37 C.F.R. §401.14 - Standard patent rights clauses

Cite as37 C.F.R. §401.14
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8 cases
  • Fenn v. Yale University, Civ.A.3:96 CV 736.
    • United States
    • United States District Courts. 2nd Circuit. United States District Court (Connecticut)
    • September 29, 2004
    ...so long as all resulting profits are used to fund additional scientific research and development. See 35 U.S.C. § 202(a); see also 37 C.F.R. § 401.14(b) ("[t]he Contractor may retain the entire right, title, and interest throughout the world to each subject invention subject to the provisio......
  • Central Admixture Pharmacy v. Advanced Cardiac, 2006-1307.
    • United States
    • United States Courts of Appeals. United States Court of Appeals for the Federal Circuit
    • April 3, 2007
    ...invention." '515 patent col.1 ll.23-26. 4. The regulation at issue in Campbell Plastics is in relevant part substantially the same as 37 C.F.R. § 401.14, which was incorporated into the grant agreement between UC and NIH. Compare 48 C.F.R. § 52.227-11 with 37 C.F.R. § 5. The result might be......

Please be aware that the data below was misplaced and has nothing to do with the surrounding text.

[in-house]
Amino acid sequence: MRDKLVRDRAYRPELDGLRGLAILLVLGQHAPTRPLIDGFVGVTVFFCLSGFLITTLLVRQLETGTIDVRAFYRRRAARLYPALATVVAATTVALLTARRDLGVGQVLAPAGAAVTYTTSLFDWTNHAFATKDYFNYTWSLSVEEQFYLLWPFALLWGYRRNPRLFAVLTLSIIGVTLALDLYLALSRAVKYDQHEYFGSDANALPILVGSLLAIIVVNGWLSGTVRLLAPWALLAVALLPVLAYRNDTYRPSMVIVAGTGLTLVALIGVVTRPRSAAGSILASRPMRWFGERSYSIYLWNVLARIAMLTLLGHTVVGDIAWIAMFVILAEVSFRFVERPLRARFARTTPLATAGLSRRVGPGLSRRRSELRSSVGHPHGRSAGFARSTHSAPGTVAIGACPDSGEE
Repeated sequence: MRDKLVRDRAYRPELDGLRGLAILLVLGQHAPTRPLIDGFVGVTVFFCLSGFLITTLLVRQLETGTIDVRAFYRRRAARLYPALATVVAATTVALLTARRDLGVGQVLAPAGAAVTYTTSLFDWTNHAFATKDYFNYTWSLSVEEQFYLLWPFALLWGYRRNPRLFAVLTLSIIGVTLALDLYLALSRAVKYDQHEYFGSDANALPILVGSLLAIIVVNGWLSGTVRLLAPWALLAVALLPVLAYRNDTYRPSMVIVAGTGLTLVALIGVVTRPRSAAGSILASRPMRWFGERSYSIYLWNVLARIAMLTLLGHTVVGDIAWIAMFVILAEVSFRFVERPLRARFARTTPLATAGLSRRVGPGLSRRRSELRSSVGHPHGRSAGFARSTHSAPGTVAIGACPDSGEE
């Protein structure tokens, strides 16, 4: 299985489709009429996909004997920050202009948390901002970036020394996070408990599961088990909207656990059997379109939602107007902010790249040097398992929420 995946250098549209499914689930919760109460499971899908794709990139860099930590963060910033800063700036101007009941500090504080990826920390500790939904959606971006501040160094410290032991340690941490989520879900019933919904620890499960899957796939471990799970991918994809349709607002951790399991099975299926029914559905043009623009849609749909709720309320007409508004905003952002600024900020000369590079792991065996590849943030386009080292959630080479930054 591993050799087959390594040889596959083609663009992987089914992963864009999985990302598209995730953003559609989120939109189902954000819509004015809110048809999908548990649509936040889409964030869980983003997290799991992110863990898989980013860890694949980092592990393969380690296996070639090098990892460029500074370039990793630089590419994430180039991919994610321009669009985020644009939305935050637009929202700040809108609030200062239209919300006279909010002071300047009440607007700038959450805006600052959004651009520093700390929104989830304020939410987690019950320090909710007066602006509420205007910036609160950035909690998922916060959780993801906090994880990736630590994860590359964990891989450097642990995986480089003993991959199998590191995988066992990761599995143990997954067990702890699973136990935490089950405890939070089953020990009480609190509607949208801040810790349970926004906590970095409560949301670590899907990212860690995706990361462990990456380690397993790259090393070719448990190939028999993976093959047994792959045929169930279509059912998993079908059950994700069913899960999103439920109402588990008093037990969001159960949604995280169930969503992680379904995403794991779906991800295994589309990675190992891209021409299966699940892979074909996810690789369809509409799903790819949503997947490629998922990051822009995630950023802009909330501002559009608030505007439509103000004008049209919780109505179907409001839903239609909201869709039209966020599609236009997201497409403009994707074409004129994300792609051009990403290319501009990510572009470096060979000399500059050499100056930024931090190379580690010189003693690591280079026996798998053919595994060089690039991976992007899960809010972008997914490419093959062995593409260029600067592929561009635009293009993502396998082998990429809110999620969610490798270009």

• Board of Trustees of Leland v. Roche Molecular, C 05-04158 MHP.
    • United States
    • United States District Courts. 9th Circuit. United States District Courts. 9th Circuit. Northern District of California
    • April 16, 2007
    ...these cases presumably applies equally to situations where a government-funded researcher declines to retain title to the invention. 37 C.F.R. § 401.14(d) (1) (providing that the government may obtain title to the invention "[i]f the contractor fails to disclose or elect title to the subjec......
  • United States v. Nayak, CRIMINAL ACTION 5: 20-144-DCR
    • United States
    • United States District Courts. 6th Circuit. United States District Court of Eastern District of Kentucky
    • May 5, 2022
    ...because it was made with the support of DOE grant funding. [See id. at p. 9.] Willis testified that these rights are set forth in 37 C.F.R. § 401.14, [7] and include, inter alia: (1) a nonexclusive use right; and (2) the right to step into the shoes of the patent holder should it decide to ......
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